“A ranch with no moo-cows is like a soccer team without any balls.”
When it comes to the visuals of Danganronpa, its one part pop art, one part anime. With Danganronpa 2 being an adventure game, many of the visuals are in fact 2 dimensional. The anime-style inspiration makes it appear as if the characters and the environment around them could bursts to life like a full animation; not unlike Danganronpa the Animation. With the aspects of pop art splashed in, the game feels eerie yet happy through its entirety. As before, even the blood splashed on the walls and floor are a bright pink.
Dangan Island is mostly composed of a collection 2D images to create the illusion of 3D environments. This includes backgrounds, midgrounds, foregrounds, characters, and everything else that literally pops-up within the world. In some areas of the island, however, the game does use a true 3D environment. One of the minor drawbacks of the previous game was the rather lackluster design of the 3D environments. The hallways of Hope’s Peak Academy were surprisingly sparse of anything interesting considering how good the rest of the game looked. In Danganronpa 2 however, the 3D environments too are colorful canvases of pop art.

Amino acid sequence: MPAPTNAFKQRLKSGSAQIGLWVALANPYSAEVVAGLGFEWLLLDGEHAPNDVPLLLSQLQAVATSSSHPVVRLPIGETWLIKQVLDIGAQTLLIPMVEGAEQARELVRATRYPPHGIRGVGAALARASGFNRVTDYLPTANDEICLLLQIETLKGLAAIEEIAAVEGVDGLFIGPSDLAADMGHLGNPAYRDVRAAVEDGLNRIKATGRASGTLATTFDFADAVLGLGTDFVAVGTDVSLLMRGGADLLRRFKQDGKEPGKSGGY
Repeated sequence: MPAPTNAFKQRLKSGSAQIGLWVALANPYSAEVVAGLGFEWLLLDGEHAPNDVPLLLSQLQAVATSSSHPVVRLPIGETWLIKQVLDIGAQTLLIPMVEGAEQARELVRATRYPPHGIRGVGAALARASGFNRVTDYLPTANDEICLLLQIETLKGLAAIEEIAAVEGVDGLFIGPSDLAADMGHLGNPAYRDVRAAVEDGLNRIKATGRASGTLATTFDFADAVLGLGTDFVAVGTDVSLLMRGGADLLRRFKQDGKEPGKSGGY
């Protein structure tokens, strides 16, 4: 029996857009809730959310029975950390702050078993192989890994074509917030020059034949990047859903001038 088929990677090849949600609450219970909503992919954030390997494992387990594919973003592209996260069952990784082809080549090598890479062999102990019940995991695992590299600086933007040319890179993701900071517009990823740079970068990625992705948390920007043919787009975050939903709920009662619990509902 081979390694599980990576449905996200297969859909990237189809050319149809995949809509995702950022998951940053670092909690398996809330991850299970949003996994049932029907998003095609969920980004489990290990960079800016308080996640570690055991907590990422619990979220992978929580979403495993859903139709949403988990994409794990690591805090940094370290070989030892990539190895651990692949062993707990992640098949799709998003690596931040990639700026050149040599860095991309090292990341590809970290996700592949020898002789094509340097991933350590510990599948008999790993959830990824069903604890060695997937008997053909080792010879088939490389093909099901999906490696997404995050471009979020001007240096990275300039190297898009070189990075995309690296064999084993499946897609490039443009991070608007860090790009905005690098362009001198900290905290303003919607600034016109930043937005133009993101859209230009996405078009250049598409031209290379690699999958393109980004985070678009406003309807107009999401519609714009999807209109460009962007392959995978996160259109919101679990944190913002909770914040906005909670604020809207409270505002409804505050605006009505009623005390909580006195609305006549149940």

“In RPG video games… it is common for secret areas to be underground.”
This is the game that proves that adventure games still have a place in the industry. Even following the original game, Danganronpa 2 leaves the player asking for more; much more. The game as a whole is a collection of different gameplay mechanics that somehow blend together perfectly. When combined, these keep the game constantly fresh. The first of which is a simple visual novel. As the game begins the first several minutes are made up of only CG scenes, character art, and text.
Shortly after arriving on the island, the game switches gears to a point and click adventure. This is used while investigating items around the island and even clues around a corpse. This is also the most common way to communicate with the various protagonists and antagonists throughout the game. When needing to get from place to place, however, things turn into a first-person dungeon crawl.